PARENTS last night expressed shock at the suspension of child heart surgery at Oxford’s John Radcliffe Hospital as it emerged surgeons had themselves raised concerns over the deaths of four babies in three months.

On Wednesday, the Oxford Radcliffe Hospitals NHS Trust revealed the Strategic Health Authority and Care Quality Commission would be called in to investigate the four deaths.

All four children were operated on by the same surgeon, Caner Salih, whom hospital documents show was appointed consultant at the hospital 15 months ago.

The babies were all described as “seriously ill” and requiring life-saving surgery, and died during or shortly after the operations.

The death of one of the babies, 23-day-old Natalie Lo, who died on December 22, is being investigated by a coroner.

The hospital said it would not pre-judge whether the deaths were a statistical coincidence, or caused by a fundamental flaw in its processes.

Last night, parents of sick children described their fears, but praised the hospital.

Tetsworth mum Karen Green, 39, whose eight-year-old son Robbie has a congenital heart defect and has had more than 50 appointments at the hospital, said: “To anyone in my situation this is a very serious thing.

“I felt sick when I saw the news because I can imagine more than most how the parents of these babies might feel.

“I’d personally like to know what the problem is there, no matter how bad it was.

“I’d be happy to send him back to the JR as long as this is investigated properly.”

Carterton mum Georgina Terrell, 21, whose son Charlie, five, was born with a hole in his heart, added: “It is quite scary to think that any deaths could be down to surgery or infection or anything like that.”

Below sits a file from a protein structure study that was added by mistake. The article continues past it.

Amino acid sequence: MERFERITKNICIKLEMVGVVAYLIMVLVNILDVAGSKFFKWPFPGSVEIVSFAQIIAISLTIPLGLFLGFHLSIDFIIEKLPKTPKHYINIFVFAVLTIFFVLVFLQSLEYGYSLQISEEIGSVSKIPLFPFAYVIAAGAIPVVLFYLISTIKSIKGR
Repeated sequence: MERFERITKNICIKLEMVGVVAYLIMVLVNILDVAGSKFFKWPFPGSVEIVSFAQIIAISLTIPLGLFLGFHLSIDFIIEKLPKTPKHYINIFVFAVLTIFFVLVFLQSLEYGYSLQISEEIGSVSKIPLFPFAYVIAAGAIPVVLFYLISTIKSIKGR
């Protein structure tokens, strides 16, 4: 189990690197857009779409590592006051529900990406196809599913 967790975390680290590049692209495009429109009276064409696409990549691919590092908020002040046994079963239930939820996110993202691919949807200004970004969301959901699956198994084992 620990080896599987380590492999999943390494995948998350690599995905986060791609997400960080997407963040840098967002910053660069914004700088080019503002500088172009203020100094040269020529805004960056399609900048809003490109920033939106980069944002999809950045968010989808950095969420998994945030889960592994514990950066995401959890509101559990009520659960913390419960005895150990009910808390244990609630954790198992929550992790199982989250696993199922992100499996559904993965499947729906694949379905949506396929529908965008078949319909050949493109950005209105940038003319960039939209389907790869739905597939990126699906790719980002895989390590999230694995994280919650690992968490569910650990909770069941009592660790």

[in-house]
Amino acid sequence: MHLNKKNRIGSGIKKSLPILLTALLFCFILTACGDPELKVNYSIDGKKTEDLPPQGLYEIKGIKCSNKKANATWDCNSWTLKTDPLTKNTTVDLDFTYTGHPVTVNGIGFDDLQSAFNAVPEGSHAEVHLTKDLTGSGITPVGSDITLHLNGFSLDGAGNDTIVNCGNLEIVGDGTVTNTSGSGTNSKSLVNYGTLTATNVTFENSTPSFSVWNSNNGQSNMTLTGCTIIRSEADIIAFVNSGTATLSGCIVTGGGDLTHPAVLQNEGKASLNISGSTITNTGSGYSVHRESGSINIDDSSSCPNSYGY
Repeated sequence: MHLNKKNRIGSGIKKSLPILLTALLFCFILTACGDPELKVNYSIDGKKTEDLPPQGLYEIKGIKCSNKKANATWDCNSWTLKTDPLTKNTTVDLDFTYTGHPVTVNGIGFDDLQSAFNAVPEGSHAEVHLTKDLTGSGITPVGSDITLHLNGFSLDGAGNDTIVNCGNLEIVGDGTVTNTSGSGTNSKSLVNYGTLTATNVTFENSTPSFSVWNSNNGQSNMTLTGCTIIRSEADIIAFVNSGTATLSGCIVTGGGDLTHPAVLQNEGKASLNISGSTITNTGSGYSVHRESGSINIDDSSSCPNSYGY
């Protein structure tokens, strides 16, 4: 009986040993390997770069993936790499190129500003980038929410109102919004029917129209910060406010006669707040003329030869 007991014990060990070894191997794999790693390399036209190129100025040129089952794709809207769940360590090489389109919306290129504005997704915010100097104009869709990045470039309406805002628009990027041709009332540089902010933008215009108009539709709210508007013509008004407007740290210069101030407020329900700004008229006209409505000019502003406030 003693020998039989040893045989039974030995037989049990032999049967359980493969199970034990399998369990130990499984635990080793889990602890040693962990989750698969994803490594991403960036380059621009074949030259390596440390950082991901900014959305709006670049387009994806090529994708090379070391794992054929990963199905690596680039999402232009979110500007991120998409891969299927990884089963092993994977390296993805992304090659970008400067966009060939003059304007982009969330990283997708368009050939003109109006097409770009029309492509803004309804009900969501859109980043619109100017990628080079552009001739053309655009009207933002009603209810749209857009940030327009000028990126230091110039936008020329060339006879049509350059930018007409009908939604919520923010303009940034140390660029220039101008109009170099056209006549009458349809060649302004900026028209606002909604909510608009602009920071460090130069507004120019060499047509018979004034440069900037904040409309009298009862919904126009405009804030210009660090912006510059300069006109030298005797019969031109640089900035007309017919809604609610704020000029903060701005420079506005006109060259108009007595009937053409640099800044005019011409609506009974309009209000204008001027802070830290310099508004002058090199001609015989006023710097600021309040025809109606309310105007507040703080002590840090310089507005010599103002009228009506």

Mr Salih is one of two heart surgeons at the hospital to operate on children.

The world-renowned Prof Stephen Westaby is continuing to operate on adults, but Mr Salih will not operate again until the investigation is complete.

Head of Nursing, Elaine Strachan-Hall said: “The surgeons initially raised the issue. Surgeons talked to managers, and people got round the table to discuss it.

“We took the opportunity to pause at a time when one of our anaesthetists was on annual leave, so there was not much surgery going on.”

No members of staff have been suspended or disciplined, and there is no suggestion of foul play or negligence.

No new procedures were used during the four operations.

Mrs Strachan-Hall added: “What we are doing now is entirely appropriate for what has happened.”

There are no publicly available statistics giving mortality rates for children undergoing heart surgery at the hospital, but Mrs Strachan-Hall said the number of deaths had been “higher than we would have expected” over the three months.

She added: “It is unusual for us, but every hospital may have a run of deaths.”

Hospital staff are working with the parents of 26 children due to have operations to find alternative hospitals.

In 2007, the Healthcare Commission criticised adult heart surgeons at the JR for failing to work together, and said staff did not use data to make improvements for the future.